Interestingly one participant argues against this with the point that it is a real-life photograph, and if she looks like that in real-life then why not in her pictures. ‘I’m not really doing anything by taking it down except showing everyone that I was self-conscious.’ The way a user believes they are perceived by others directly influences the choices made when constructing a profile. The way they believe they will be judged will influence the choice of which images to include or untag as to present a positive image of themselves. The choice to alter a profile, as described by Snyder, ‘can be tied to…a desire to maintain social approval.’ ‘An individual who self-monitors is “one who, out of a concern for social appropriateness, is particularly sensitive to the self-presentation of others…and uses these cues as guidelines for monitoring [their] own self-presentation.’ Viewing a friends profile getting many ‘likes’ and attention on certain posts or photographs will directly lead an individual of concern to present a photograph or post that is similar, in the hope to get the same levels of praise.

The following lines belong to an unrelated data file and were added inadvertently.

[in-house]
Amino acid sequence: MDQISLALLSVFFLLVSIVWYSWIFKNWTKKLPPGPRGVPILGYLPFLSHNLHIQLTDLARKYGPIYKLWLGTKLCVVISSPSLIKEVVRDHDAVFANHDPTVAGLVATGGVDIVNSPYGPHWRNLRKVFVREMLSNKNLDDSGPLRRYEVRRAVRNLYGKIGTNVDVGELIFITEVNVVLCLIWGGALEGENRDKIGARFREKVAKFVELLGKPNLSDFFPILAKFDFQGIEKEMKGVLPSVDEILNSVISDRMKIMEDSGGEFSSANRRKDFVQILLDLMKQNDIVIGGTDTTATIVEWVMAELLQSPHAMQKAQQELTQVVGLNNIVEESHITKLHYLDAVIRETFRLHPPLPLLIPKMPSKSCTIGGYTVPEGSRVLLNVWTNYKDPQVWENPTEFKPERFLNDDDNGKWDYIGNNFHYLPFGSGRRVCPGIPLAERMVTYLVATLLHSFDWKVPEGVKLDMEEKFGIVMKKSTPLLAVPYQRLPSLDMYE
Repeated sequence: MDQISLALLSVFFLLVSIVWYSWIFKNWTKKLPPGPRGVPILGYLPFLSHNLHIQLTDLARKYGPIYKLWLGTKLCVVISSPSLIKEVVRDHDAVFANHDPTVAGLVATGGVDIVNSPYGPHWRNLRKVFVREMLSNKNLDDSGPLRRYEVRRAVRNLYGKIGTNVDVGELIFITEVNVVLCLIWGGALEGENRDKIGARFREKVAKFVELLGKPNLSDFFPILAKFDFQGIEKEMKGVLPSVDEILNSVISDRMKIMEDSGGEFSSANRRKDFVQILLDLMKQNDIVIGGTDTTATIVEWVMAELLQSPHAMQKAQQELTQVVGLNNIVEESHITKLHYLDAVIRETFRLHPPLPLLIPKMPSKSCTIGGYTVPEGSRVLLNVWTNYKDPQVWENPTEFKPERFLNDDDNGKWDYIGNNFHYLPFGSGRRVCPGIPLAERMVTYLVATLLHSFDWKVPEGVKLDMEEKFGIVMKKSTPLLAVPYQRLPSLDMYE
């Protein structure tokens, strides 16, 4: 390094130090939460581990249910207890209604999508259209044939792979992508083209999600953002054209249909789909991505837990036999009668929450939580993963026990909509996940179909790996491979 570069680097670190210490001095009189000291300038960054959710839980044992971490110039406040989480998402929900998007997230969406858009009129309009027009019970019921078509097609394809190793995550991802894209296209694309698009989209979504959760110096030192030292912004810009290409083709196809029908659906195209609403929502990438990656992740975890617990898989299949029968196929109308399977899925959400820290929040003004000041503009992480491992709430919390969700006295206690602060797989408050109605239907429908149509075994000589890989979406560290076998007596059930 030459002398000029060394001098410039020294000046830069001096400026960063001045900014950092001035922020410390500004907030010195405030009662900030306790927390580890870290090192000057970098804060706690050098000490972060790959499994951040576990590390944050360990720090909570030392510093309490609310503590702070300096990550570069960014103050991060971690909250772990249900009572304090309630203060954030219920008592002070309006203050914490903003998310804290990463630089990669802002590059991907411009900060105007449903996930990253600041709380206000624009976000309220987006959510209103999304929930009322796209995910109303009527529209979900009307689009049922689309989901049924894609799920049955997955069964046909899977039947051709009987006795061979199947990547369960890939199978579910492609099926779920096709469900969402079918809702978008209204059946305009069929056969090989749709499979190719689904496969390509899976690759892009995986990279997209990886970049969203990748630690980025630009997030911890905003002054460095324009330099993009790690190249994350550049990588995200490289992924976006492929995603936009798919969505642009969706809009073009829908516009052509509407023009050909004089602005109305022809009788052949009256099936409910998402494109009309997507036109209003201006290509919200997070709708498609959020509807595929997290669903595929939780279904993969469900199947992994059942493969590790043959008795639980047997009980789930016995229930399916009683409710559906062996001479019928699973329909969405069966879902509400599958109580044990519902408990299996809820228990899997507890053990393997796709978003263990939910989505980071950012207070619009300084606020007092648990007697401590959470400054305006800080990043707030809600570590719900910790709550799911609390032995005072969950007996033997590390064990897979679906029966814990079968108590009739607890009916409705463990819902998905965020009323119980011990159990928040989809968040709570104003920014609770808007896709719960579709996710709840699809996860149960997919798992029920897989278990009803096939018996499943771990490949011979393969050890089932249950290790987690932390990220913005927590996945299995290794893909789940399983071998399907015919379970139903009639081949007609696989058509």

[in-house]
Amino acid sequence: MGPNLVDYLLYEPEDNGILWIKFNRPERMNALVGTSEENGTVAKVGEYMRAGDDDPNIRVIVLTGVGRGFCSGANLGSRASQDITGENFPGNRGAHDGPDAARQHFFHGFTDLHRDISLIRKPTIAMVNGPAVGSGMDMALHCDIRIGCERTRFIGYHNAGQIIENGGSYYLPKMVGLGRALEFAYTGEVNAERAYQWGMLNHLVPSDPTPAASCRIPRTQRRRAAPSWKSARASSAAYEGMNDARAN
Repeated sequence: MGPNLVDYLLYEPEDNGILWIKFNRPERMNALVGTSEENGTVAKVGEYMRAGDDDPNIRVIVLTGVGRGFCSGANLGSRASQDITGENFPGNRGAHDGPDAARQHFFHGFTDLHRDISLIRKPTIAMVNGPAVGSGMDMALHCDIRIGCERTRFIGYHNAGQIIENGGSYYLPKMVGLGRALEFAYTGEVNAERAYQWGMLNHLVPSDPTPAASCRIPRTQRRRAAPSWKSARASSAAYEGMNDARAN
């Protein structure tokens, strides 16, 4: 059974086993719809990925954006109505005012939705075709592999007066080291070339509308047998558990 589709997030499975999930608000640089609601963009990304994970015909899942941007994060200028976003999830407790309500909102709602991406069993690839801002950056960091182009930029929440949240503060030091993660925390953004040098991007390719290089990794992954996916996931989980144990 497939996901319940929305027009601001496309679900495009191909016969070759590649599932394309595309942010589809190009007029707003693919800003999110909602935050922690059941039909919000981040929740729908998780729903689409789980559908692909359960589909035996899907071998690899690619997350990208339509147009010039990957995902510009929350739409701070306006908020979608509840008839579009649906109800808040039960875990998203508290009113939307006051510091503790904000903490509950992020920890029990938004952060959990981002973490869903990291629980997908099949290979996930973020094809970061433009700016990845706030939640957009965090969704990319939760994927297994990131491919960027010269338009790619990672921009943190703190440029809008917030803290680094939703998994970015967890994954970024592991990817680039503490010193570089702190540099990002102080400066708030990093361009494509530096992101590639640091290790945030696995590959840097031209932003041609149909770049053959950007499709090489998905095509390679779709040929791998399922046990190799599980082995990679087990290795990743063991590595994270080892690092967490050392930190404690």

As users alter their own profile to avoid scrutiny from others, they judge their own profile and the understanding of what they want to and to not present by the judging of others; ‘I worry about my Facebook friends sometimes. Why would you take [such pictures]?’ ‘Every user felt as though seeing this behaviour exhibited by other users would make them less “annoying”’ by learning what to not do. As Goffman explains, an ‘individual may attempt to induce the audience to just him and the situation a particular way.’